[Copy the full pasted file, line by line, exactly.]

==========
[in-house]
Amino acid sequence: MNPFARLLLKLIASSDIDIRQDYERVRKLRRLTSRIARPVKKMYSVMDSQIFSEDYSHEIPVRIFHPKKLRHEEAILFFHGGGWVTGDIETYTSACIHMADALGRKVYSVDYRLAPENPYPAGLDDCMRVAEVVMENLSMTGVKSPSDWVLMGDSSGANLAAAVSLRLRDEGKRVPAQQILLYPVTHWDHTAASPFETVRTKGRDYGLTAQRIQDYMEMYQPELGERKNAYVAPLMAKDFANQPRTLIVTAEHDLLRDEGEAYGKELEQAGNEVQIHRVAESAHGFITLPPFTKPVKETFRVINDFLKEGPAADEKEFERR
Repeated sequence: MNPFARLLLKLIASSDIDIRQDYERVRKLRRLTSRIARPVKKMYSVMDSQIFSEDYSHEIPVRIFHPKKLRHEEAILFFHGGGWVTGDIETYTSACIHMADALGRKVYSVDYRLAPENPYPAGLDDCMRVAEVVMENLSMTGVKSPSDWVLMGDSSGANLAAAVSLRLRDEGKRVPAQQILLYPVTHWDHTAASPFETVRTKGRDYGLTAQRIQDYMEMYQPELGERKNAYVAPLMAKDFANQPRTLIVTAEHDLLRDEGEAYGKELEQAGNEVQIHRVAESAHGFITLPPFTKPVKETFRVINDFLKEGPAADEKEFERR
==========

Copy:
[in-house]
Amino acid sequence: MNPFARLLLKLIASSDIDIRQDYERVRKLRRLTSRIARPVKKMYSVMDSQIFSEDYSHEIPVRIFHPKKLRHEEAILFFHGGGWVTGDIETYTSACIHMADALGRKVYSVDYRLAPENPYPAGLDDCMRVAEVVMENLSMTGVKSPSDWVLMGDSSGANLAAAVSLRLRDEGKRVPAQQILLYPVTHWDHTAASPFETVRTKGRDYGLTAQRIQDYMEMYQPELGERKNAYVAPLMAKDFANQPRTLIVTAEHDLLRDEGEAYGKELEQAGNEVQIHRVAESAHGFITLPPFTKPVKETFRVINDFLKEGPAADEKEFERR
Repeated sequence: MNPFARLLLKLIASSDIDIRQDYERVRKLRRLTSRIARPVKKMYSVMDSQIFSEDYSHEIPVRIFHPKKLRHEEAILFFHGGGWVTGDIETYTSACIHMADALGRKVYSVDYRLAPENPYPAGLDDCMRVAEVVMENLSMTGVKSPSDWVLMGDSSGANLAAAVSLRLRDEGKRVPAQQILLYPVTHWDHTAASPFETVRTKGRDYGLTAQRIQDYMEMYQPELGERKNAYVAPLMAKDFANQPRTLIVTAEHDLLRDEGEAYGKELEQAGNEVQIHRVAESAHGFITLPPFTKPVKETFRVINDFLKEGPAADEKEFERR